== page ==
Employee turnover rates are closely correlated with an organization’s overall trajectory, but it’s not always cut and dry. There are different types of turnover and different circumstances that create it. Understanding the fundamentals will help organizations understand where they actually stand, and what steps, if any, need to be taken to address it. First, there are two primary differentiators when it comes to turnover. Voluntary turnover happens when employees decide to leave a company of their own volition. This could be due to retirement, relocation, or a better job offer. Involuntary turnover occurs when an employee who would otherwise keep working at a company is terminated. This could be for poor performance, committing an offense, or absenteeism. Once these types of turnover are understood, it can be determined if an organization's turnover rate is healthy or unhealthy. Not all turnover is bad. A great employee could reach retirement age, opening up room for a talented successor, or a good employee could reach the peak of her contribution before becoming frustrated and stagnant, bringing down the morale of those around her. Sometimes when an employee leaves, it’s the best thing for both parties. This is why the knee-jerk reaction of “turnover is bad” might not be the best mantra.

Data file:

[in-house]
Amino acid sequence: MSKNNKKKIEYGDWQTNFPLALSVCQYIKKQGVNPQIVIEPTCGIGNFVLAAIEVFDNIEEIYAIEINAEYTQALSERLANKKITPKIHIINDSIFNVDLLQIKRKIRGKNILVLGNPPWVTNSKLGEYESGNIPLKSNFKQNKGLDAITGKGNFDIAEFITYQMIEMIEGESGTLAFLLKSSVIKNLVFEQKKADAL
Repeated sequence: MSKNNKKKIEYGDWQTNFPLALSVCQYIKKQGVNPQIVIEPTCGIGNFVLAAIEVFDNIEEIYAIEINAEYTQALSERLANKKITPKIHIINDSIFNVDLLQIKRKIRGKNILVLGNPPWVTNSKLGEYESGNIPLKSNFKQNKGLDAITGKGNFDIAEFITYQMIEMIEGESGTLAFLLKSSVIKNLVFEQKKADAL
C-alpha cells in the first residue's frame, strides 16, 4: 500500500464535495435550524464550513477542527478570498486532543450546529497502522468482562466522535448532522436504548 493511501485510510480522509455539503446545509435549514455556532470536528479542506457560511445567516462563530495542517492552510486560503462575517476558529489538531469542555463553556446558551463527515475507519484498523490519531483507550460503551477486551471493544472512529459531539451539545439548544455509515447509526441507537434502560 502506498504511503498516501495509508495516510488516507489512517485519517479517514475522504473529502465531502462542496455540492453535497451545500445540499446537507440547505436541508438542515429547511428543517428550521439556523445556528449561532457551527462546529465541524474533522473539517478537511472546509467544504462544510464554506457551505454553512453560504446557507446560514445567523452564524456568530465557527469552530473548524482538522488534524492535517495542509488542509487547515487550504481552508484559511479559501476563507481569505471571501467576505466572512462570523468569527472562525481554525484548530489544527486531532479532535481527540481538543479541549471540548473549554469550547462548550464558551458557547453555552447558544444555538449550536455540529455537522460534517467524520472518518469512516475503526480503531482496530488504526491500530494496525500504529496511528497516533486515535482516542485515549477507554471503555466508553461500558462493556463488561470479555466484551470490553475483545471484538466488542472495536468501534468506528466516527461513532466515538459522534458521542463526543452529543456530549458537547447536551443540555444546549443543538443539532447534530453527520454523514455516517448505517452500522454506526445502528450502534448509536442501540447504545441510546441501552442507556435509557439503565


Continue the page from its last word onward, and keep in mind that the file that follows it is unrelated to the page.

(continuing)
Not all Turnover Is Bad